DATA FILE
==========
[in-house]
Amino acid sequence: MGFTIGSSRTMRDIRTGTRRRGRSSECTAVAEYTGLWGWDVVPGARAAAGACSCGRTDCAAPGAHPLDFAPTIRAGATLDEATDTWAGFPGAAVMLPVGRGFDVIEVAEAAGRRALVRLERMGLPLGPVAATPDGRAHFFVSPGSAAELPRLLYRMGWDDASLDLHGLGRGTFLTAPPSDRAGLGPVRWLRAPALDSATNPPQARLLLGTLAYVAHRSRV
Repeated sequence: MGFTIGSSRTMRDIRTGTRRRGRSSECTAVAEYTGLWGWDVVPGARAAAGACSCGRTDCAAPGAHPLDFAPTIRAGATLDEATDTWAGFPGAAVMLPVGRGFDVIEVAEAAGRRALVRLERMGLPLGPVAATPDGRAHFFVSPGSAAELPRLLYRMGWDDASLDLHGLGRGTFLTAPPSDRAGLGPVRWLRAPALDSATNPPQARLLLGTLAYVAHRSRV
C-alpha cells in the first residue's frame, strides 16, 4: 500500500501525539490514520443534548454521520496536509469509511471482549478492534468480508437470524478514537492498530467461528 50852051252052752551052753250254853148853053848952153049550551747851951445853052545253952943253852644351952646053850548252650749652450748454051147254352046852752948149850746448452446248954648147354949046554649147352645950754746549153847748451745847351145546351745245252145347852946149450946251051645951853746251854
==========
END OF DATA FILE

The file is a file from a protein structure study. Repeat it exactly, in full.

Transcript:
[in-house]
Amino acid sequence: MGFTIGSSRTMRDIRTGTRRRGRSSECTAVAEYTGLWGWDVVPGARAAAGACSCGRTDCAAPGAHPLDFAPTIRAGATLDEATDTWAGFPGAAVMLPVGRGFDVIEVAEAAGRRALVRLERMGLPLGPVAATPDGRAHFFVSPGSAAELPRLLYRMGWDDASLDLHGLGRGTFLTAPPSDRAGLGPVRWLRAPALDSATNPPQARLLLGTLAYVAHRSRV
Repeated sequence: MGFTIGSSRTMRDIRTGTRRRGRSSECTAVAEYTGLWGWDVVPGARAAAGACSCGRTDCAAPGAHPLDFAPTIRAGATLDEATDTWAGFPGAAVMLPVGRGFDVIEVAEAAGRRALVRLERMGLPLGPVAATPDGRAHFFVSPGSAAELPRLLYRMGWDDASLDLHGLGRGTFLTAPPSDRAGLGPVRWLRAPALDSATNPPQARLLLGTLAYVAHRSRV
C-alpha cells in the first residue's frame, strides 16, 4: 500500500501525539490514520443534548454521520496536509469509511471482549478492534468480508437470524478514537492498530467461528 50852051252052752551052753250254853148853053848952153049550551747851951445853052545253952943253852644351952646053850548252650749652450748454051147254352046852752948149850746448452446248954648147354949046554649147352645950754746549153847748451745847351145546351745245252145347852946149450946251051645951853746251854